The stress of getting tested for sexual transmitted infections can be overwhelming, but when it’s so convenient and easy there’s no reason not to take advantage of the opportunity.
City College offers free on-campus sexually transmitted infection testing Wednesdays and Fridays from 9:15-1:00 p.m. to qualified students in the Student Services Building.
Laura Farris, the director of student health and wellness, said this is the perfect time to consider getting tested, as April is “get yourself tested” month.
“We want students to come and we’re happy to answer any questions,” said Farris. “We are here for the students.”
She explained that testing is simple and easy. Appointments are made through student health services and only a minimal amount of paperwork is required. All tests are taken with urine samples and results are ready in about two days.
The services are funded by the state of California Family Planning, Access, Care and Treatment program, so students don’t have to worry about paying a fee.
Jessica Llamas, a sophomore studying nursing at SBCC, was unaware that testing was available to students.
“I never knew we had that on campus, but I think it’s important for colleges to promote sexual health awareness,” said Llamas.
According to the Centers for Disease Control and Prevention, the rising rate of sexually transmitted infections among young-adults may be due to multiple barriers such as cost, transportation, discomfort and confidentiality.
City College hopes to eliminate these obstacles by providing health services other than testing.
“We also offer personal counseling to students,” said Farris. If students are worried about testing, or distraught by their results, they can see a free and confidential counselor through health services.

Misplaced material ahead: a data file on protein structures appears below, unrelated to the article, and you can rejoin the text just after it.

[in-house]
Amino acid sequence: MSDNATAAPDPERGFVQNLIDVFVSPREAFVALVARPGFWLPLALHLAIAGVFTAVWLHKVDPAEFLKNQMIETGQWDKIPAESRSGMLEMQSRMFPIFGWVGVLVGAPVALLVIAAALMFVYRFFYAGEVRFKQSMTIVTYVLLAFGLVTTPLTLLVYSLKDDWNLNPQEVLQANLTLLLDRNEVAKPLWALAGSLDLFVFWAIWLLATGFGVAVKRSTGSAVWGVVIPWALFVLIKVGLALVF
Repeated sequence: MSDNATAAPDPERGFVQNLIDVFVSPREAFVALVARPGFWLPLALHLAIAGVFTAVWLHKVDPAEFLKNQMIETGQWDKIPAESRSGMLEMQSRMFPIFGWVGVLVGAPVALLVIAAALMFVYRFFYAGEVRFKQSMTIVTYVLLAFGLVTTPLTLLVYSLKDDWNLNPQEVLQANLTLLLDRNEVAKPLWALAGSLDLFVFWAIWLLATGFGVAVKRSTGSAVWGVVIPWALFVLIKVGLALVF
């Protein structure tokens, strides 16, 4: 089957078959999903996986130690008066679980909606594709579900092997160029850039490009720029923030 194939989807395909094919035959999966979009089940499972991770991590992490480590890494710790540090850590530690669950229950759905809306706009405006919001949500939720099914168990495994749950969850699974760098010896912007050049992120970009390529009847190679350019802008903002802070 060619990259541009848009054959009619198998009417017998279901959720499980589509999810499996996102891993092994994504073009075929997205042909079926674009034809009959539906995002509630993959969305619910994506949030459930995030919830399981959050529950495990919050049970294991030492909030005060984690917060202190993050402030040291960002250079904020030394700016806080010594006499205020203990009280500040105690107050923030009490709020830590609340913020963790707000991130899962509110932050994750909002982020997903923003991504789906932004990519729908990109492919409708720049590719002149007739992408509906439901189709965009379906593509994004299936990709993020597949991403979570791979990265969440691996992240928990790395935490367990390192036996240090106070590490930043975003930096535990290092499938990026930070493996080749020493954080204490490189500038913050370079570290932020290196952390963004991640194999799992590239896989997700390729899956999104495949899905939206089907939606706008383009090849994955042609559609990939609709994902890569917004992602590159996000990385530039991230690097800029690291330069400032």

She said the counselors are willing to help and hope that students will seek them out if needed.
The most common sexually transmitted infections that students get tested for are gonorrhea and chlamydia, with chlamydia being the most common.
According to the California Department of Public Health, in 2009 Santa Barbara had 1,256 cases of Chlamydia and in 2013 they recorded an increased number of 1,184 cases. In contrast, in 2013 Santa Barbara only had 121 cases of gonorrhea.
The importance of testing yourself before having a new partner often goes ignored, which can explain the increase of cases throughout the years.
The testing at City College is done through the Santa Barbara Neighborhood Clinic. Representatives from the clinic come to the school twice a week.
It is estimated by the Centers for Disease Control that one in four college students will contract a sexually transmitted infection and according to the 2014 National College Health Assessment only 50% of students regularly use condoms during sex.
Farris advises students to avoid contracting an infection by reducing the number of partners they have and to avoid mixing fluids and skin-to-skin contact by wearing condoms.
“The data shows that using condoms does actually prevent infections,” said Farris.
She also encourages students to talk to their perspective partners about possible infections.